Four deer run across the branches of the tree and eat the buds; they represent the four winds. There are other inhabitants of the tree, such as the squirrel Ratatosk ("swift teeth"), a notorious gossip, and Vidofnir ("tree snake"), the golden cock that perches on the topmost bough. The roots are gnawed upon by Nidhogg and other serpents. On the day of Ragnarok, the fire giant Surt will set the tree on fire.

St Sebald
An obscure saint who is the patron of Nuremberg. In one legend, he tells a peasant woman to throw icicles in the fire because there is no fuel. Thus he is invoked during cold spells. He was a Hermit, missionary, and a patron saint of Nuremberg. Most likely an Anglo-Saxon from England, he arrived on the Continent and became a hermit near Vicenza, Italy, and then participated in the missionary enterprise of the times, assisting in the work. of St. Willibald in the Reichswald. Many miracles were attributed to him, including turning icicles into firewood.

Ante Diem XV Kalendas September

Modern Date : August 18th

Ante Diem XV Kalendas September
Fifteenth Day to the Kalends of September

This is one of the dies comitiales when committees of citizens could vote on political or criminal matters.

The Temple of the deified Julius at the east end of the forum was dedicated this day in 29 BCE.

August was originally called Sextilis, or the sixth month (after March). It was renamed in honor of Augustus Caesar, the most revered of the Roman emperors.

Odin's Ordeal Day Two
This is the second day commemorating Odin's Ordeal on the world tree Yggdrasil. There was a tree that spread its branches through all the worlds and that had its roots in three of the worlds. That tree was named Yggdrasil. One of its roots was in Asgarth, one was in Jotunheim, and one was in Niflheim that was the World of the Dead. The root that was in Niflheim was beside a well. Therein was the dreadful serpent, Nithogg: Nithogg gnawed for ever at the root of the World Tree, wanting to destroy it. And Ratatosk, the squirrel, ran up and down Yggdrasil making trouble between the eagle that was at the top of the tree and the serpent that was below. He went to tell the serpent how the eagle was bent upon tearing him to pieces, and he went back to tell the eagle how the serpent planned to devour him. Beside the root of the tree in Jotunheim was a well guarded by old Mimir the Wise. Whoever drank out of this well would know all of the things that are to come to pass. And beside the root that was in Asgarth was another well: the three sisters who are the Norns guarded it, and their names were Urth, Verthandi, and Skuld – Past, Present, and Future; they took the water of the well and watered Yggdrasil with it that the Tree of the World might be kept green and strong. This well was called Urda's well. Two swans were on the water of it; they made music that the Dwellers in Asgarth often heard. On the branches of the tree four stags grazed; they shook from their horns the water that fell as rain in Mithgarth. And on the topmost branch of Yggdrasil, the branch that was so high that the Gods themselves could hardly see it, was perched the eagle that the serpent was made to fear. Upon the beak of the eagle a hawk perched, a hawk that saw what the eyes of the eagle could not see.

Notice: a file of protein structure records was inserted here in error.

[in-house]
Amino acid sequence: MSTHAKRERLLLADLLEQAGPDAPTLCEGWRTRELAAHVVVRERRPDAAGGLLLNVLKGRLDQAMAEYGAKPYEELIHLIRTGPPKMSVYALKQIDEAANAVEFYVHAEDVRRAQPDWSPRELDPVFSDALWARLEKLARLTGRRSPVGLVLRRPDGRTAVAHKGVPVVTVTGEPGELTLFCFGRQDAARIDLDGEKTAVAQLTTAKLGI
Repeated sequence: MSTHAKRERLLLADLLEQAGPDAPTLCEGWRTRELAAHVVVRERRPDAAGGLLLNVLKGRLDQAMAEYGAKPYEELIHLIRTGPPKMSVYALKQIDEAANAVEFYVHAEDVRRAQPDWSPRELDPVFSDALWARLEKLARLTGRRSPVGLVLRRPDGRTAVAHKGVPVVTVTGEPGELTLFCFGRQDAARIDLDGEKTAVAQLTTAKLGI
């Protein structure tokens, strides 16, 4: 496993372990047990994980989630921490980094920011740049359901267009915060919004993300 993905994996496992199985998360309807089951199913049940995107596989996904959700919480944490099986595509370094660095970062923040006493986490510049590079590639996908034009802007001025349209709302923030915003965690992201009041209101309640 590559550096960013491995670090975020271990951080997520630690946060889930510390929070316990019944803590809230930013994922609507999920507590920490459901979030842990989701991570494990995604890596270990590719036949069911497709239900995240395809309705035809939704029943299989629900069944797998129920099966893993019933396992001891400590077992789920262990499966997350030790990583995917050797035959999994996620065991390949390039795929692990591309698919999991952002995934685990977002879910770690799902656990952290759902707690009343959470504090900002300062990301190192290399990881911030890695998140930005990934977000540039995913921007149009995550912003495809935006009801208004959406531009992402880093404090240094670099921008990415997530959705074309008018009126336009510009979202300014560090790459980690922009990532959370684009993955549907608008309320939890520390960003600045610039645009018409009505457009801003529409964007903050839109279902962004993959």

Full Moon in Aquarius
Full Moon in Aquarius, opposite Sun in Leo. Complementary fire and air relationships, especially favorable for creative teamwork with friends. The energy of this Full Moon is notably beneficent, with Pluto in Sagittarius trine (120° from) the Sun and sextile (60°from) the Moon. Other "benefic" aspects abound: Jupiter in Libra trine Neptune in Aquarius -- the uncommonly lucky "windfall" aspect -- Mars in Taurus sextile Uranus in Pisces, and Venus in Libra sextile Saturn in Leo, now no longer in baleful opposition to Chiron, which has moved retrograde from Aquarius back into Capricorn. The upshot of this is a week of relative harmony and equanimity, much needed amid the heat of high summer. This Full Moon is the Corn Moon in the Wiccan calendar.